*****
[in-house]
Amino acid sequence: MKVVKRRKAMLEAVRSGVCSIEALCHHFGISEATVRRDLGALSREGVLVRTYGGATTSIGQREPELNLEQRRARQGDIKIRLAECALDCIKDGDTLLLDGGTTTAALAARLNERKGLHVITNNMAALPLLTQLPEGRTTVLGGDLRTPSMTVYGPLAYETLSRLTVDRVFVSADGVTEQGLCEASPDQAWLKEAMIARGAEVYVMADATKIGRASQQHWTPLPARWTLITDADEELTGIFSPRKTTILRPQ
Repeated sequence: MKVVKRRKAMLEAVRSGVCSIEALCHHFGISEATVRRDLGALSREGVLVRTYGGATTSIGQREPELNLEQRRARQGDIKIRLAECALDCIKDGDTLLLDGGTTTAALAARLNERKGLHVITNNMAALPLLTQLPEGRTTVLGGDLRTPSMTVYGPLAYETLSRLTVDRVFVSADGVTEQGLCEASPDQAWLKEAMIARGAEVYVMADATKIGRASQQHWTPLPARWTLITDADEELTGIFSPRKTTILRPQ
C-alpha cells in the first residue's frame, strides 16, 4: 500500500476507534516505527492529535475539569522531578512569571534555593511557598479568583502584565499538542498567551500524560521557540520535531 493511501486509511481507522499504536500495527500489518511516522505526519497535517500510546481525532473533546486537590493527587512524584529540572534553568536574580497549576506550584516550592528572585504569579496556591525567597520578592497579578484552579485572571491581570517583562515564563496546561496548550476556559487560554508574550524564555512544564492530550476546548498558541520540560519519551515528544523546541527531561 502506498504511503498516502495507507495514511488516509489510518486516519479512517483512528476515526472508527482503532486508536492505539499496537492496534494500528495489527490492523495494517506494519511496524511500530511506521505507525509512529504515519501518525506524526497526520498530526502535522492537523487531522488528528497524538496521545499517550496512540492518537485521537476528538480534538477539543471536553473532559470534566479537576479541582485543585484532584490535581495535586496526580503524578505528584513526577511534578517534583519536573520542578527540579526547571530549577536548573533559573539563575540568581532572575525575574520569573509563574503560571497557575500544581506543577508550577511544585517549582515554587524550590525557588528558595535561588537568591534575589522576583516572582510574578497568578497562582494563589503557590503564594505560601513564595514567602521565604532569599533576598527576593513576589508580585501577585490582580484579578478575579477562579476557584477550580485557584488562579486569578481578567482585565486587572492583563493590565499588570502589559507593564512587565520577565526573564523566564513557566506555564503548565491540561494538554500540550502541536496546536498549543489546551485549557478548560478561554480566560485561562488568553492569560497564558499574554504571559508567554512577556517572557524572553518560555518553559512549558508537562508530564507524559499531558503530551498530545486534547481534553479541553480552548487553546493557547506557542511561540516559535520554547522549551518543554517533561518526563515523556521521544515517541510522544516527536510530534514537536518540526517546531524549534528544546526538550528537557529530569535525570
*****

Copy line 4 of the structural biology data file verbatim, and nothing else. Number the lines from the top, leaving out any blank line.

C-alpha cells in the first residue's frame, strides 16, 4: 500500500476507534516505527492529535475539569522531578512569571534555593511557598479568583502584565499538542498567551500524560521557540520535531 493511501486509511481507522499504536500495527500489518511516522505526519497535517500510546481525532473533546486537590493527587512524584529540572534553568536574580497549576506550584516550592528572585504569579496556591525567597520578592497579578484552579485572571491581570517583562515564563496546561496548550476556559487560554508574550524564555512544564492530550476546548498558541520540560519519551515528544523546541527531561 502506498504511503498516502495507507495514511488516509489510518486516519479512517483512528476515526472508527482503532486508536492505539499496537492496534494500528495489527490492523495494517506494519511496524511500530511506521505507525509512529504515519501518525506524526497526520498530526502535522492537523487531522488528528497524538496521545499517550496512540492518537485521537476528538480534538477539543471536553473532559470534566479537576479541582485543585484532584490535581495535586496526580503524578505528584513526577511534578517534583519536573520542578527540579526547571530549577536548573533559573539563575540568581532572575525575574520569573509563574503560571497557575500544581506543577508550577511544585517549582515554587524550590525557588528558595535561588537568591534575589522576583516572582510574578497568578497562582494563589503557590503564594505560601513564595514567602521565604532569599533576598527576593513576589508580585501577585490582580484579578478575579477562579476557584477550580485557584488562579486569578481578567482585565486587572492583563493590565499588570502589559507593564512587565520577565526573564523566564513557566506555564503548565491540561494538554500540550502541536496546536498549543489546551485549557478548560478561554480566560485561562488568553492569560497564558499574554504571559508567554512577556517572557524572553518560555518553559512549558508537562508530564507524559499531558503530551498530545486534547481534553479541553480552548487553546493557547506557542511561540516559535520554547522549551518543554517533561518526563515523556521521544515517541510522544516527536510530534514537536518540526517546531524549534528544546526538550528537557529530569535525570